Well, it's a new year in a new school...time to get back to our regular routine.
Emma was pretty pumped about starting a new school this year. It's what we've been fighting for and we're really hoping it was worth the fight. Emma will spend most of her school day in an AAP class (academic assistance program). It's a very small class of special needs kids (I think about twelve) with three teachers. Rather than have Emma sit in a regular classroom where she doesn't understand anything, this class will teach her according to her abilities and build on what she has learned so far. Then for the other part of her day, she will be integrated into a regular classroom for art, gym, music, etc.
Since this school is further away from home, Emma qualifies for free bussing. We were pretty happy about that. And since the route she is on has no bus stops near our house, she gets picked up right at the front door. On Friday I let her get on the bus and then I drove down to the school to make sure she got there ok because she seemed a little bit nervous about these changes. But when she got off the bus, she had already made friends with some kids and was ready to start her day.
I took her to her class and was quickly whisked off to meet the principal who had concerns over Emma's age. Apparently the school just discovered that Emma will be turning nine this year and is only going into grade two. They put the pressure on to have Emma put into grade three so she is with kids closer to her age. Also, there is a group of kids in her AAP class that are also in grade three, so they would be integrated into the same regular classroom, whereas there are no AAP kids in grade two.
This has been something knawing at the back of my mind for awhile. The reason Terry and I decided to keep Emma back a couple of years is that we were hoping this would give her an opportunity to catch up on things not learned when she was younger and then she could progress normally once she caught up. We have come to the realization though, that our theory is not working. Emma still is nowhere near a grade two level and we realize we can't just hold her back forever, or she will be so much bigger than all the other kids which will be especially awkward when she becomes a teenager. So we've decided to put her into grade three. She will receive the same teaching in her AAP class regardless of what grade she is in and that's all we really care about. And we're hoping having Emma in with kids a little bit older than she's used to will help her to mature a little and act a little more her age. Again, this may be wishful thinking, but we'll see how it goes. It's really hard some days to know what's best for her and I really hope that we are making the best decisions we can. All I know for sure is that physically she has really grown up over the last few months! She has grown a ton and looks way older than the grade two kids and will fit much better into grade three.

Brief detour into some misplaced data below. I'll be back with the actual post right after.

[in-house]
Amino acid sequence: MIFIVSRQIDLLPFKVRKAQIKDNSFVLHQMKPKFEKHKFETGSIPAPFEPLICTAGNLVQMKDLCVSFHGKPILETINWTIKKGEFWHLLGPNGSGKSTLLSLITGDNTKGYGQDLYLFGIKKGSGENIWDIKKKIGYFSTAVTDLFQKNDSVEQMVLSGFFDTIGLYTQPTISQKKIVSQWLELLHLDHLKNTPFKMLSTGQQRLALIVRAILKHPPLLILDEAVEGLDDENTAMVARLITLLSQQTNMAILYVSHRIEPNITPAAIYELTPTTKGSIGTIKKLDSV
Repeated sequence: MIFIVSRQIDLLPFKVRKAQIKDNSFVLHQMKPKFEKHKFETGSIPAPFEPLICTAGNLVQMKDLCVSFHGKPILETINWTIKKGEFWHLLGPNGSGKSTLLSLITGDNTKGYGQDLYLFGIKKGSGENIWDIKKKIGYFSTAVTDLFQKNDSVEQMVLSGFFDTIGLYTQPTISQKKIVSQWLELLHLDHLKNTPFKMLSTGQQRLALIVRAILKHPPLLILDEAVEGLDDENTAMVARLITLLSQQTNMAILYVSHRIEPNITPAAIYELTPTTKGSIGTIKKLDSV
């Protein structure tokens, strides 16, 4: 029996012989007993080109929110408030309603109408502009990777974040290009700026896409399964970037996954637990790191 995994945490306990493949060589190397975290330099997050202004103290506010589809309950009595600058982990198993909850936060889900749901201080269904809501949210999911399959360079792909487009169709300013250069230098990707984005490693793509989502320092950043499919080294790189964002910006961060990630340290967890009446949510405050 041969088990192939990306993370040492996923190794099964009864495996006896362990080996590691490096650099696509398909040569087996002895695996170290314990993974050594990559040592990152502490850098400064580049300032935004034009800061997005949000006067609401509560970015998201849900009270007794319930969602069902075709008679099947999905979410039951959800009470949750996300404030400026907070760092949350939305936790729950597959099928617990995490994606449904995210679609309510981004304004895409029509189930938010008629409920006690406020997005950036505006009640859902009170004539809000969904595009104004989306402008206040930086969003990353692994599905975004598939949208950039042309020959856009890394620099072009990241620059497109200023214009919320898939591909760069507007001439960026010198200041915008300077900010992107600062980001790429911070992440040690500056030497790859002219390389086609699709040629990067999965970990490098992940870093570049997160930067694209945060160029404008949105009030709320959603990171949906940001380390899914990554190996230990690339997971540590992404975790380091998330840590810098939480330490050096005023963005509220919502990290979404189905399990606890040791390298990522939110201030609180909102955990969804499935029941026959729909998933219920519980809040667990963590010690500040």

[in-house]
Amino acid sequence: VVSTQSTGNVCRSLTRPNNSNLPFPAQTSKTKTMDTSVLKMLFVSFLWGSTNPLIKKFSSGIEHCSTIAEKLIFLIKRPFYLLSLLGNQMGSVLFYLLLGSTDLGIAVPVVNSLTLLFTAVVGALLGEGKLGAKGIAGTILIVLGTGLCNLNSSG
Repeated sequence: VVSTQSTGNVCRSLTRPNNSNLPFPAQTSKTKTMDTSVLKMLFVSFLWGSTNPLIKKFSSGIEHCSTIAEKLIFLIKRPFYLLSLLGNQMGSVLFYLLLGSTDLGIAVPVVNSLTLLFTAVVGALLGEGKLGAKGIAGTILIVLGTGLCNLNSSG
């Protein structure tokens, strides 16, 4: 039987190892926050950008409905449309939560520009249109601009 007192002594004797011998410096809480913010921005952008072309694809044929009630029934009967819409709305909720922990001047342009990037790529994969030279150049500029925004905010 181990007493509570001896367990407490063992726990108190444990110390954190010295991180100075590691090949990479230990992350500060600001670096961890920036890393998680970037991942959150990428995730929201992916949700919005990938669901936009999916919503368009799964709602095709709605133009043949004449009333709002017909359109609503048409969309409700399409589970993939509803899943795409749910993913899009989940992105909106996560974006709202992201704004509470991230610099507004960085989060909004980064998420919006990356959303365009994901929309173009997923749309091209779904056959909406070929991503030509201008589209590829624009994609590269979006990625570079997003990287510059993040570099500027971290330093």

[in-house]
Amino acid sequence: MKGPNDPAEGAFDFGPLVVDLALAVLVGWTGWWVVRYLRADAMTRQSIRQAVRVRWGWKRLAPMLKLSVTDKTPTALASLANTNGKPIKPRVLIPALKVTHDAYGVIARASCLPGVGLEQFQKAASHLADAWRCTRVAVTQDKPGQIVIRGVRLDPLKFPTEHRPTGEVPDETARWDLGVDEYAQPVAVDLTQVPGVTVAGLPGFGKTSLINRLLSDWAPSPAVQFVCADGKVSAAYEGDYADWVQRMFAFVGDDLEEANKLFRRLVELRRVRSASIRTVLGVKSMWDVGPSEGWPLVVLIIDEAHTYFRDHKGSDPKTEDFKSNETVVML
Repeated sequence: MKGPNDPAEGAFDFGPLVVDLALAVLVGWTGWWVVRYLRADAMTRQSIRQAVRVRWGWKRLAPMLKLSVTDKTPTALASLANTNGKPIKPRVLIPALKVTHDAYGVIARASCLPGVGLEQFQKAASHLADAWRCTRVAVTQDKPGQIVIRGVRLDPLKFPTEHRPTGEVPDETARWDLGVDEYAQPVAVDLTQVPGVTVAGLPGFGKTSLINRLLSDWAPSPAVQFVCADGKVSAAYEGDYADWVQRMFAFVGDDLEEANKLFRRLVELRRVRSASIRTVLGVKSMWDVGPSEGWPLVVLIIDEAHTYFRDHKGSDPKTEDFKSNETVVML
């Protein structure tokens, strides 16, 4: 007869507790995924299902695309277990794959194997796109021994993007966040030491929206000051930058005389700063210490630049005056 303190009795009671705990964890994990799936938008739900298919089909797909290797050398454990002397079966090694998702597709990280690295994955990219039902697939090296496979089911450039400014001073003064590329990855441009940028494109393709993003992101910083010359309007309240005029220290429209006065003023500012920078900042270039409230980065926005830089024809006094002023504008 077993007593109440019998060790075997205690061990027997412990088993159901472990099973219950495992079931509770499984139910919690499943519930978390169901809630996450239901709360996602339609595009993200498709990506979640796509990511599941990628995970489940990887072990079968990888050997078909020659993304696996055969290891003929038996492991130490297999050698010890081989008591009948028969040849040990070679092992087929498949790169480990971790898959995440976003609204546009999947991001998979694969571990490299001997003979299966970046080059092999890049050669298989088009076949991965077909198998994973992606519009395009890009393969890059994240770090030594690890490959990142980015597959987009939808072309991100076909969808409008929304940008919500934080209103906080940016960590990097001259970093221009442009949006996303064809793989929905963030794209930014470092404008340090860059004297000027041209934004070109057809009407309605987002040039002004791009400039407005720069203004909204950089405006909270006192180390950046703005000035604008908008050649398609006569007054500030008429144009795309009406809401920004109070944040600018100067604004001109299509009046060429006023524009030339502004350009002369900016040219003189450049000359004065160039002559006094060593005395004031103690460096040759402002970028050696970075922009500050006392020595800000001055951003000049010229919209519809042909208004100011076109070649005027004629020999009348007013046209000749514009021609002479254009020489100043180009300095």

We met with one of Emma's teachers the day before she started school. It was an hour long meeting and the teacher asked some very good questions. We were able to tell her what we would like her to focus on in terms of Emma's teaching and she seemed quite supportive and understanding. The biggest disappointment, though, is that she told us the school board is re-evaluating special education this year and they are really focused on "inclusion" which means it's highly likely that Emma will end up back in a regular classroom next year. Only children with extreme disabilities will be in a separate class. It was really frustrating to hear that and Terry and I were ready to start up the fight once again, but I didn't want to start Emma's school year on the wrong foot with her teacher so we kept most of our opinions to ourselves. We'll cross that bridge when we get there.
I conclude with some pics taken on Emma's first day. She is growing up WAY too fast!
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